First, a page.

to main page send e-mail Last Updated:  Thursday, June 21, 2018
The original Maxi Mover - low floor 3.5T Luton van sales

The independent voice of the global moving industry

FEATURES

Volvo Trucks harnesses heat energy from brakes

Aug 13, 2012
Volvo Trucks has developed a way of harnessing heat energy from brakes and using a vehicle’s momentum to save energy.

It calls the system I-See, which operates like an autopilot and takes over gear changing and utilises gradients to save fuel.

When a vehicle brakes its kinetic energy is converted into heat. Many manufacturers in the automotive world are now examining solutions for harnessing kinetic energy instead of releasing it as surplus heat. "If kinetic energy can be exploited to a greater extent, it may help cut fuel consumption. This will benefit both the environment and the industry's economy, something that is very important today as fuel costs are becoming an increasingly heavy burden on many haulage firms," said Anders Eriksson, Product Developer at Volvo Trucks.

And it is precisely this that Volvo Trucks has succeeded in developing with its new I-See solution. The system harnesses the truck's own kinetic energy to ‘push’ the vehicle up hills. On downhill gradients the same energy is used for acceleration.

Kinetic energy can save 5%

I-See is linked to the transmission's tilt sensor spot hills before it reaches them. The fact that the system is not dependent on maps makes it more dependable since it always obtains the very latest information. I-See can recall about 4,000 gradients, corresponding to a distance of 5,000 kilometres.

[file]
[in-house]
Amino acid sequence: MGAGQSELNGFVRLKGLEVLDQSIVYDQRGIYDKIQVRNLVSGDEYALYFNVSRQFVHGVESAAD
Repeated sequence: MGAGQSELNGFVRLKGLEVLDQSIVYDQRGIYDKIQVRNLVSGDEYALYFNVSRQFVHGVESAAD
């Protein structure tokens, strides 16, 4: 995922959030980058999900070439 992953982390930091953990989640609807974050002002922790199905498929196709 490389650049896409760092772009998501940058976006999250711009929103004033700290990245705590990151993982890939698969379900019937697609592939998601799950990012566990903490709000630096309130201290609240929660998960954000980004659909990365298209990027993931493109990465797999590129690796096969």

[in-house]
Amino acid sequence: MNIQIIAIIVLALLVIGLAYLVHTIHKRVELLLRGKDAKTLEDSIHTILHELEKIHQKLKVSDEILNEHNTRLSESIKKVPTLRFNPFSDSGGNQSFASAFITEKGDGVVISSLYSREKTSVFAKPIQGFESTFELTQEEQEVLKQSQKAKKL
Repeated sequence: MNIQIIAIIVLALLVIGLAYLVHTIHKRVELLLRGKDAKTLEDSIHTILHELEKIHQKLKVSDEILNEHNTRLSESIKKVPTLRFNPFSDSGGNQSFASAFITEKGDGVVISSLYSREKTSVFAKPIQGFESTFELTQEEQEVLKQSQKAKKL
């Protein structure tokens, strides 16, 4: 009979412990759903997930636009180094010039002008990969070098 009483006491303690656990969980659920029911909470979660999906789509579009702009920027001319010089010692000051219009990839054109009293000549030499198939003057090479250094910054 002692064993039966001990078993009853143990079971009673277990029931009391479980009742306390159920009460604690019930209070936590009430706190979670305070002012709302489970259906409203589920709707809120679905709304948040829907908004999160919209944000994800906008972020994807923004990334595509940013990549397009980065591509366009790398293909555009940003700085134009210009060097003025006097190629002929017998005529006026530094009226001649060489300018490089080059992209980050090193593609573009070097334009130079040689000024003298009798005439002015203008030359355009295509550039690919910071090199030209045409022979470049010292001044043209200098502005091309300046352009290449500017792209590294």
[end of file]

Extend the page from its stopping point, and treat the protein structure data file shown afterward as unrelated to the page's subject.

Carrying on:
"I-See is an autopilot linked to the truck's cruise control, taking over and handling gear changes, throttle and brakes on gradients, ensuring they all operate in the most fuel-efficient way possible. I-See freewheels as much as possible - so on certain stretches of road no fuel is used at all," explained Hayder Wokil, Product Manager at Volvo Trucks. "In this way fuel consumption can be cut by up to 5%." said Hayder Wokil.

Biggest effect on small hills

I-See carries out six different operations to utilise the kinetic energy to the very maximum. For instance, I-See accelerates up hills, remains in a high gear for as long as possible and freewheels on descents to exploit the truck's weight as a propulsion motor.

"I-See works best in undulating terrain allowing drivers to freewheel for long distances without using the engine," explained Anders Eriksson. "It is this freewheeling capability that makes the system special," he added. “But to freewheel, a whole lot of data is required.  For instance, you have to know whether your speed will drop or increase over the next stretch of road. A gradient of just a few per cent can be the decisive factor."

Other factors that make a difference are air resistance and the truck's weight. "I-See imitates the driving style of good drivers. They utilise the vehicle's kinetic energy, accelerate in time and avoid unnecessary gear changing," said Hayder Wokil.  “But unlike a driver, I-See never gets tired - it's like an autopilot. It allows the driver to focus more on the surrounding traffic and other aspects of the journey.”

Anders Eriksson also pointed out that it is not only fuel that is saved. "I-See reduces brake and tyre wear and that naturally benefits the environment," he said.

I-See will become available on the market in 2013.

Photo: Six steps for maximising use of the truck's own kinetic energy.

     List of advertisers
     Directory of suppliers
     Sign up to our monthly newsletter
     Unique page views April 2018

Cookies: This site uses non-invasive cookies to provide an enhanced visitor experience and to measure site performance.  By viewing this website you are agreeing to our use of cookies in this manner.  For further information on how cookies are used on this site, please see our privacy policy.
Privacy Policy  |  Terms of Use  All material © 2011 The Words Workshop Ltd.